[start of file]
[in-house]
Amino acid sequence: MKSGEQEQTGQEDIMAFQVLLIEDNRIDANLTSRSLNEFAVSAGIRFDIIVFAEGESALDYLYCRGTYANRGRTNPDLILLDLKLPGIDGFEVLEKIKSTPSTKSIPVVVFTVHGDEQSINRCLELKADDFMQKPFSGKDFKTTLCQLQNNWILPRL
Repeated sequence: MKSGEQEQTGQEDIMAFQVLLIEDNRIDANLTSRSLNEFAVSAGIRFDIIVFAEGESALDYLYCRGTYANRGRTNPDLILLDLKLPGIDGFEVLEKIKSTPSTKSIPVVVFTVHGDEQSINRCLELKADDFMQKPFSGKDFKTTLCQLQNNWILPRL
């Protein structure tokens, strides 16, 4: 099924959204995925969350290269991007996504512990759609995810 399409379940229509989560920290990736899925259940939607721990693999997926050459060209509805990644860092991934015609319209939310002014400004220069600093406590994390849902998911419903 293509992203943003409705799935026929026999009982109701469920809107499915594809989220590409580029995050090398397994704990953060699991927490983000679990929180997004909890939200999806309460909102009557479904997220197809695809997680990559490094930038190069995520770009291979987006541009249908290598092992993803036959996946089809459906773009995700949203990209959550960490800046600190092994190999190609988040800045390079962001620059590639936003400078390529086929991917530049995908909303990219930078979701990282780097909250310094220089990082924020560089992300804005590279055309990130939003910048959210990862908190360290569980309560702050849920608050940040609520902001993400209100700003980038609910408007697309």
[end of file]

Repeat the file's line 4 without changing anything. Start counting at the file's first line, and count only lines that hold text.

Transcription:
């Protein structure tokens, strides 16, 4: 099924959204995925969350290269991007996504512990759609995810 399409379940229509989560920290990736899925259940939607721990693999997926050459060209509805990644860092991934015609319209939310002014400004220069600093406590994390849902998911419903 293509992203943003409705799935026929026999009982109701469920809107499915594809989220590409580029995050090398397994704990953060699991927490983000679990929180997004909890939200999806309460909102009557479904997220197809695809997680990559490094930038190069995520770009291979987006541009249908290598092992993803036959996946089809459906773009995700949203990209959550960490800046600190092994190999190609988040800045390079962001620059590639936003400078390529086929991917530049995908909303990219930078979701990282780097909250310094220089990082924020560089992300804005590279055309990130939003910048959210990862908190360290569980309560702050849920608050940040609520902001993400209100700003980038609910408007697309």